(Photo by Wéyo.)

Today we’re featuring a guest post written by Kathy Brobst, a physical therapist assistant at St. Mary’s Home for Disabled Children:

What defines a family? From a child’s perspective, your family is the people who love you, take care of you, see that you have all you need, comfort you when you are sick or sad, laugh with you, teach you, hug you and kiss you. The staff at St. Mary’s meet every one of those criteria. Our residents have a huge family, with more aunts and uncles and brothers and sisters than most kids will ever have. And that family crosses every single artificial barrier that society imposes. Things like race, religion, gender and national origin mean nothing when the heart of an adult who works here and the heart of a child who lives here make that magical connection.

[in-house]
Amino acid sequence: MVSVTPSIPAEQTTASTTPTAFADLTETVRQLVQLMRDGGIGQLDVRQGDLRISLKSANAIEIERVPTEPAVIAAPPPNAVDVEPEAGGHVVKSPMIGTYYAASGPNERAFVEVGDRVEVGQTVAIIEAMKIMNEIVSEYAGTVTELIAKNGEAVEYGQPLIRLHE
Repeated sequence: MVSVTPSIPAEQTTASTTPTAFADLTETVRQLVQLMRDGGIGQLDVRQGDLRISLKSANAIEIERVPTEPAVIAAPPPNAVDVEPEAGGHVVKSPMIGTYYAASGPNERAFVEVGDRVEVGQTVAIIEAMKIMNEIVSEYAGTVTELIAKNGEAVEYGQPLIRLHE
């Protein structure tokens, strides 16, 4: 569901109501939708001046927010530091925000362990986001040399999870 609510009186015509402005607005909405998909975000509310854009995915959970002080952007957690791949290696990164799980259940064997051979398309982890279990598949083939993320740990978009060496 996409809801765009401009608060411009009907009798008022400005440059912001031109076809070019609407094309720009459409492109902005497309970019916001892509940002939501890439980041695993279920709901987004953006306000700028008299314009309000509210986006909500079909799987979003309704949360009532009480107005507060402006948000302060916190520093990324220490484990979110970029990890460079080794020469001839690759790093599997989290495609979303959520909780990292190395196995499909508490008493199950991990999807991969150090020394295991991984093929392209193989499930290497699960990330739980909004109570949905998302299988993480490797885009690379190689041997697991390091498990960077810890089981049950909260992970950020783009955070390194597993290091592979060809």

I see busy nursing assistants take extra time to lovingly fix a little girl’s hair so that she looks extra-special that day. I see busy nurses pause to comfort a boy who is having trouble breathing. I see countless members of other departments, such as maintenance, housekeeping, food service, education and administration (just to name a very few) go out of their way to hug or talk to a child and make them feel special. I see so many examples of family love here, every day, that I am constantly awed.

So when one of our children grows up, when it is time for him or her to move on, we say goodbye with heavy hearts. That face we have come to love, and to count on seeing every day, will no longer be here. It takes a while for it to sink in, but when it does, the pang of separation is there. They were, are and forever will be part of our family.

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